The Justice Department is starting to go after doctors who profit from prescribing opioids, said Attorney General Jeff Sessions on Friday.
The DOJ is targeting “pill mills” – clinics where doctors write unnecessary painkiller prescriptions in exchange for cash or other incentives. This practice has contributed to the opioid epidemic by creating more addicts and flooding communities with pills.
“I’ve been to 30, 40 United States Attorney offices all over America, and they all have cases on physicians, some on pharmacies, some hospitals have poor control measures, and pills are out there,” said Sessions. “[Patients] get addicted, and then they move to heroin and fentanyl and die. Our goal is flat out to bring down the number of deaths.”
Matthew Anderson, a chiropractor in Lenoir City, TN, was fined over $1.45 million for using TennCare and Medicare to fill unnecessary prescriptions for opioids.
“The opioid epidemic has had a crushing effect on patients and families across middle Tennessee,” says HHS official Derrick Jackson. “Pill mills like these billed medically unnecessary services to Medicare and TennCare and contributed to problems of opioid abuse and addiction.”
The allegations against Anderson were brought by a former manager at one of his clinics, who filed a civil lawsuit under the False Claims Act.
“In this case, a concerned whistleblower brought a civil suit which ultimately held those responsible for the illicit prescribing of opioids and at the same time cheating the taxpayers by causing federal healthcare programs to pay for such highly addictive drugs,” explains Tennessee attorney David Cochran. “We will continue to give the highest priority to fighting opioid abuse on all fronts.”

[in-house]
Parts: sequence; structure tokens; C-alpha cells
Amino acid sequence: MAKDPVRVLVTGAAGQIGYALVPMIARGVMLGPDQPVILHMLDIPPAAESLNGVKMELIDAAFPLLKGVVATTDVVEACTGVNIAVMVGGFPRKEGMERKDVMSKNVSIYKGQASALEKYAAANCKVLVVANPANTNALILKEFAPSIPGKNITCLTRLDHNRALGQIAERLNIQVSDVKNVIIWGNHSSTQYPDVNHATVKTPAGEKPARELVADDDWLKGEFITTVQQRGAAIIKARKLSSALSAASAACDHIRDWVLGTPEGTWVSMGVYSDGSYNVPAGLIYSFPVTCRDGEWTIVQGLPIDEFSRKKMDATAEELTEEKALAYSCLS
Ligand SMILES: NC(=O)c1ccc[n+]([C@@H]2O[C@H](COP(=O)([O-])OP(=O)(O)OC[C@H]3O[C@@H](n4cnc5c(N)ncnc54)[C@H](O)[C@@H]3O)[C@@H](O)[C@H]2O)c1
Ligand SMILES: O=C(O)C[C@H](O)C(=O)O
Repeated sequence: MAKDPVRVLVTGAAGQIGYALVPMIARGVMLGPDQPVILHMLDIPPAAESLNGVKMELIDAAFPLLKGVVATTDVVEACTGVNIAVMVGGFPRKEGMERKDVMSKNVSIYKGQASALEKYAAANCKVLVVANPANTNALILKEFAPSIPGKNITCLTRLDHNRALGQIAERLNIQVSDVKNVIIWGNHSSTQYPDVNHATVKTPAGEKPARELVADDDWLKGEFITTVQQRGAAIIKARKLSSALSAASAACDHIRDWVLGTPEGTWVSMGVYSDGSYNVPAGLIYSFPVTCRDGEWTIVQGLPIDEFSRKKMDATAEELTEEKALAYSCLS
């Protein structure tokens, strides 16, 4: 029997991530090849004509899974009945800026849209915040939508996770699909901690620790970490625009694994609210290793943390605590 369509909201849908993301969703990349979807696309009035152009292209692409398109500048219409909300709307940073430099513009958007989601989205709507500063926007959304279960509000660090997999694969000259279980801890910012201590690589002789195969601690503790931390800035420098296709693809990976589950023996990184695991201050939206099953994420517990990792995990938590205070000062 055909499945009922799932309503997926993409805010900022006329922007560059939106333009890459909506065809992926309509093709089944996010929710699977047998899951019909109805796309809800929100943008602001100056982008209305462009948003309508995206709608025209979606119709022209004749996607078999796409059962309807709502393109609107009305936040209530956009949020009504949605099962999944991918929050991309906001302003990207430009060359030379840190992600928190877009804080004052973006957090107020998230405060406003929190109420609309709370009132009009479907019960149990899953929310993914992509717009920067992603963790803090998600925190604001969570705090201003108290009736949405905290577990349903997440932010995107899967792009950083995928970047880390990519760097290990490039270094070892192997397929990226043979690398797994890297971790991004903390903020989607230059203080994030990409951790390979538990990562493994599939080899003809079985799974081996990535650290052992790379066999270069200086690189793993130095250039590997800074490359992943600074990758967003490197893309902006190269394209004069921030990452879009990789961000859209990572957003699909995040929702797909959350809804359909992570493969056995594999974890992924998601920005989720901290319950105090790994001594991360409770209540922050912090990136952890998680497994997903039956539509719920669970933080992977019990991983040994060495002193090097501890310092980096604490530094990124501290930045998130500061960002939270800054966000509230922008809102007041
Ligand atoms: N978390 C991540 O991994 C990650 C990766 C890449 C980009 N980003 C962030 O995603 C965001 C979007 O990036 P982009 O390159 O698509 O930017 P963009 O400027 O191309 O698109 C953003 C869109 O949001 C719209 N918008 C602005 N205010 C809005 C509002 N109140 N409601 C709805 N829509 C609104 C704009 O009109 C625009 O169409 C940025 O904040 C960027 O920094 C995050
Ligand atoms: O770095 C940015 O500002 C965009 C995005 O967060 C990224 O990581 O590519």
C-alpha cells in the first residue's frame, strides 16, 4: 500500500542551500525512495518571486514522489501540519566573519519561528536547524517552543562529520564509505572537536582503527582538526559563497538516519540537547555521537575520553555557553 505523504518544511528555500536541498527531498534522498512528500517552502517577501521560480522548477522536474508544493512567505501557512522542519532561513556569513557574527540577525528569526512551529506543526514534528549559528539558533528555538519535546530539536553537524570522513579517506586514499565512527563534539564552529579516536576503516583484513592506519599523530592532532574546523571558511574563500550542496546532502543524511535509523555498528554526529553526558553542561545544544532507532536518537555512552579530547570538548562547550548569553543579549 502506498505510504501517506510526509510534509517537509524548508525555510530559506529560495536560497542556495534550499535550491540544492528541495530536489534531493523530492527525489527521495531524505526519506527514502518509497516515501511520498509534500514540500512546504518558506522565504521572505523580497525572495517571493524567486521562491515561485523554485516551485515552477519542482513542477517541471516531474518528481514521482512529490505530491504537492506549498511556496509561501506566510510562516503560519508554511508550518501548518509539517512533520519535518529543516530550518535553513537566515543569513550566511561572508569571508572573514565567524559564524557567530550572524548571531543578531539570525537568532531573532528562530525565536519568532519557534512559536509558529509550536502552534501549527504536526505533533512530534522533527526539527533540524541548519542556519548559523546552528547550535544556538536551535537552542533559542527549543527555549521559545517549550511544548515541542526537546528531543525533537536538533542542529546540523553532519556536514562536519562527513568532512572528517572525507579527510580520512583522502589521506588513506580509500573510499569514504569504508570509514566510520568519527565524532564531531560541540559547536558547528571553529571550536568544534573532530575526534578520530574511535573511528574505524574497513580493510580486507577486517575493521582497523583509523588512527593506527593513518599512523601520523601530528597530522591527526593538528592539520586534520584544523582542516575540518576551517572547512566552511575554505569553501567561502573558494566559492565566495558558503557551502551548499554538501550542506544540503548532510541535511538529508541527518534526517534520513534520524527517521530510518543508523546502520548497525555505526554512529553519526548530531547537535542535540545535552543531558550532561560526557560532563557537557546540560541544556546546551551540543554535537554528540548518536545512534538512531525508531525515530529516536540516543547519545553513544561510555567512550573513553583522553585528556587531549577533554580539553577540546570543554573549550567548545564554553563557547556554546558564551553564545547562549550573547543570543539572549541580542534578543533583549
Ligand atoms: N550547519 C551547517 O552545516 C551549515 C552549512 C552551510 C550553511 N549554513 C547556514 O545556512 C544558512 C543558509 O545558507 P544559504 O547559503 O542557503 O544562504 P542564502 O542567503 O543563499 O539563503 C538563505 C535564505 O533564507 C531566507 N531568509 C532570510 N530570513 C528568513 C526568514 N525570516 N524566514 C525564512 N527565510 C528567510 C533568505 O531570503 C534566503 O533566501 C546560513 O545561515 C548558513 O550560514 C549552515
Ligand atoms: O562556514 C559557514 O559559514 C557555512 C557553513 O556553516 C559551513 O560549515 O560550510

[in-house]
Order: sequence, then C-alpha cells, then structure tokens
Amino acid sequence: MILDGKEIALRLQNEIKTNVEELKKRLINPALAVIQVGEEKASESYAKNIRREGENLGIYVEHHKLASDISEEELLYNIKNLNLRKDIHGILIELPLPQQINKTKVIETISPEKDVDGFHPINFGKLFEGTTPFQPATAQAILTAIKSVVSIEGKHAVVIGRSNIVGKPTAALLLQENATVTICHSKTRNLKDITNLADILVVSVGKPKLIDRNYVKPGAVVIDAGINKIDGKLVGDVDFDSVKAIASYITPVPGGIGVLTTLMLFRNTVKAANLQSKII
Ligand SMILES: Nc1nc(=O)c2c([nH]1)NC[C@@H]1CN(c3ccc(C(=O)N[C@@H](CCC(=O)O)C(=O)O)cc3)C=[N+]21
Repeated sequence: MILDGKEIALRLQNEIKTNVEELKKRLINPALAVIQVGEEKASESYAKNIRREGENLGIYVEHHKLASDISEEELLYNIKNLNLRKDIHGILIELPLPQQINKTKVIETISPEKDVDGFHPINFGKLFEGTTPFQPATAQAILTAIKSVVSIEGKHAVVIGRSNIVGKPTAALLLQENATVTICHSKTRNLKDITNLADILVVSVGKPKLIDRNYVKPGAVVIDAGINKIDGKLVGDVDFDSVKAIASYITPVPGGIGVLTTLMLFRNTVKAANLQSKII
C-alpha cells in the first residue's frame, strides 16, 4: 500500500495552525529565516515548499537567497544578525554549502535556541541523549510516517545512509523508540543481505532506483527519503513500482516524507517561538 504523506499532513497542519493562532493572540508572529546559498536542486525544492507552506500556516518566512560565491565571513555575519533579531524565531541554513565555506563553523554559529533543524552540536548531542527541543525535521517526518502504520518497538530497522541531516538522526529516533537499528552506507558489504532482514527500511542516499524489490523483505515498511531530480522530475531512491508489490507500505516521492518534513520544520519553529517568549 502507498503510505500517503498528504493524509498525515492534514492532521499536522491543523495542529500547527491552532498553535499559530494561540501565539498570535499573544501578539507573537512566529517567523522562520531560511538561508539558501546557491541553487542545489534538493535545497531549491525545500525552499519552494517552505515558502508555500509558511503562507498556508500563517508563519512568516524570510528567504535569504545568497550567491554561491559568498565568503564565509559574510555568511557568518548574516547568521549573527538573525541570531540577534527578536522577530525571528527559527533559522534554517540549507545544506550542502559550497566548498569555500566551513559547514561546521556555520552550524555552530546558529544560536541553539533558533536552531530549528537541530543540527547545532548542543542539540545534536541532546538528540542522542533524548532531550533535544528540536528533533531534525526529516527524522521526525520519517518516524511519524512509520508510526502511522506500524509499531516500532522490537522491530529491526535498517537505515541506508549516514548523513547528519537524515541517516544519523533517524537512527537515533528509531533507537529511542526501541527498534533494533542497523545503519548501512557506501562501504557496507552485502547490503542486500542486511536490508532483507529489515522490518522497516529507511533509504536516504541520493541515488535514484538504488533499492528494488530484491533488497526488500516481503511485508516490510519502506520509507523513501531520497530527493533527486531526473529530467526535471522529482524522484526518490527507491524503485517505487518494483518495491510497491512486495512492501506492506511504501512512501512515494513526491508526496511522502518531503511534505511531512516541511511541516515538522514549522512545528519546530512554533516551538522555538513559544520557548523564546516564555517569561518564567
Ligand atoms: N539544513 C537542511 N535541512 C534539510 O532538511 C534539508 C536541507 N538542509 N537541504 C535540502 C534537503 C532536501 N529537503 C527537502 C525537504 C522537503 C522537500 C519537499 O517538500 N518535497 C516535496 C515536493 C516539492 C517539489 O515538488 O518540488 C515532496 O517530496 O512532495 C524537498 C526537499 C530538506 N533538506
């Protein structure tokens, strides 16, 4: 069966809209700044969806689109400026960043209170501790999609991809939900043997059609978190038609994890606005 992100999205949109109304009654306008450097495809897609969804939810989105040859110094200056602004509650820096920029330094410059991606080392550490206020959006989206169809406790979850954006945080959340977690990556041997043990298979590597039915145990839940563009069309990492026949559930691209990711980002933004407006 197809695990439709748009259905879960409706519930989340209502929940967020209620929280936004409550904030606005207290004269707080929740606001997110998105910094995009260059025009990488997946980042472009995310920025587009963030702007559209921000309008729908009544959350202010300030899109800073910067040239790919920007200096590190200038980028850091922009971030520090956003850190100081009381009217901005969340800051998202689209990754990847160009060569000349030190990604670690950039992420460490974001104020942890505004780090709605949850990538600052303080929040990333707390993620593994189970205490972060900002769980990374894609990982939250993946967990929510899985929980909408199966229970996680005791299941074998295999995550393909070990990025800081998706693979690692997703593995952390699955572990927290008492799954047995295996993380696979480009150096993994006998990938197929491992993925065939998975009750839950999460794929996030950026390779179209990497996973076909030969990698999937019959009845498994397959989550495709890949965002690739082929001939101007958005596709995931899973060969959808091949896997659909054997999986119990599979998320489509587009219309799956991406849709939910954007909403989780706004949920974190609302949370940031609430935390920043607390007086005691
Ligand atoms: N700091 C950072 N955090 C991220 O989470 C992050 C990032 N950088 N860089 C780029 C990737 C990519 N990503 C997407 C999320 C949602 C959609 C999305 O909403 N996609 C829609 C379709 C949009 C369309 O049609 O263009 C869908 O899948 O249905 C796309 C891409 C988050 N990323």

The whistleblower received over $200,000 for speaking up.
Meanwhile, Anderson was found to have billed TennCare and Medicare for office visits that should not have been reimbursable. The four clinics he managed have all been shut down, and Anderson has been banned from billing federal healthcare programs for the next five years.
“If we’re going to end this unprecedented drug crisis, which is claiming the lives of 64,000 Americans each year, doctors must stop over-prescribing opioids and law enforcement must aggressively pursue those medical professionals who act in their own financial interests, at the expense of their patients’ best interests,” said Sessions.
In a January visit to Kentucky, Sessions discussed an analytical program that searches for potential opioid-related healthcare fraud by doctors and other medical care providers.
The Justice Department is also making an effort to teach postmen and mail carriers how to identify painkillers that are sent by mail – especially from other countries.
The FBI has already located and destroyed a Thailand-based website, “Alpha Bay,” that sent customers guns and painkillers. The individual involved in the case killed himself before authorities arrived.
Editor’s note: Its about time! Governor Rick Scott was successful in shutting down a lot of the pill mills in Florida, a great success. Hopefully this will hold the attention of the Feds for a while and do some good.